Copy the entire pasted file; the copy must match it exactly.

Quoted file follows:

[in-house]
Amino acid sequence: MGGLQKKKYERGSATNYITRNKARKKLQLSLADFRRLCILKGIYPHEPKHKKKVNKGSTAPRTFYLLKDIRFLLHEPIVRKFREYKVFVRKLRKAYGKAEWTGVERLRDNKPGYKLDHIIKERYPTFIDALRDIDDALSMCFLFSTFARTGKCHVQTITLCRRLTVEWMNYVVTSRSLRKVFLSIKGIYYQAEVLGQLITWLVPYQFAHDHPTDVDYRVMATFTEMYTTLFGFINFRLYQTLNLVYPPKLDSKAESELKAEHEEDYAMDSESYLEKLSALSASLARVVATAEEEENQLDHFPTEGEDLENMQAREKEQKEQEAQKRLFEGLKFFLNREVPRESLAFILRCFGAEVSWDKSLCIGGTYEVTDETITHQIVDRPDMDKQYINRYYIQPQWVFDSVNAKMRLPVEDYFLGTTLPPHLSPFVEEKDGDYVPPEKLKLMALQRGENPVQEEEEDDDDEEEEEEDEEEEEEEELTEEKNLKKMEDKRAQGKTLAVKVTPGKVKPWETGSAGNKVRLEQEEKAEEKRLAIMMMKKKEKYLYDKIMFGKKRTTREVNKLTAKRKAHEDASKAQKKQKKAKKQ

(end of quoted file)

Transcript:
[in-house]
Amino acid sequence: MGGLQKKKYERGSATNYITRNKARKKLQLSLADFRRLCILKGIYPHEPKHKKKVNKGSTAPRTFYLLKDIRFLLHEPIVRKFREYKVFVRKLRKAYGKAEWTGVERLRDNKPGYKLDHIIKERYPTFIDALRDIDDALSMCFLFSTFARTGKCHVQTITLCRRLTVEWMNYVVTSRSLRKVFLSIKGIYYQAEVLGQLITWLVPYQFAHDHPTDVDYRVMATFTEMYTTLFGFINFRLYQTLNLVYPPKLDSKAESELKAEHEEDYAMDSESYLEKLSALSASLARVVATAEEEENQLDHFPTEGEDLENMQAREKEQKEQEAQKRLFEGLKFFLNREVPRESLAFILRCFGAEVSWDKSLCIGGTYEVTDETITHQIVDRPDMDKQYINRYYIQPQWVFDSVNAKMRLPVEDYFLGTTLPPHLSPFVEEKDGDYVPPEKLKLMALQRGENPVQEEEEDDDDEEEEEEDEEEEEEEELTEEKNLKKMEDKRAQGKTLAVKVTPGKVKPWETGSAGNKVRLEQEEKAEEKRLAIMMMKKKEKYLYDKIMFGKKRTTREVNKLTAKRKAHEDASKAQKKQKKAKKQ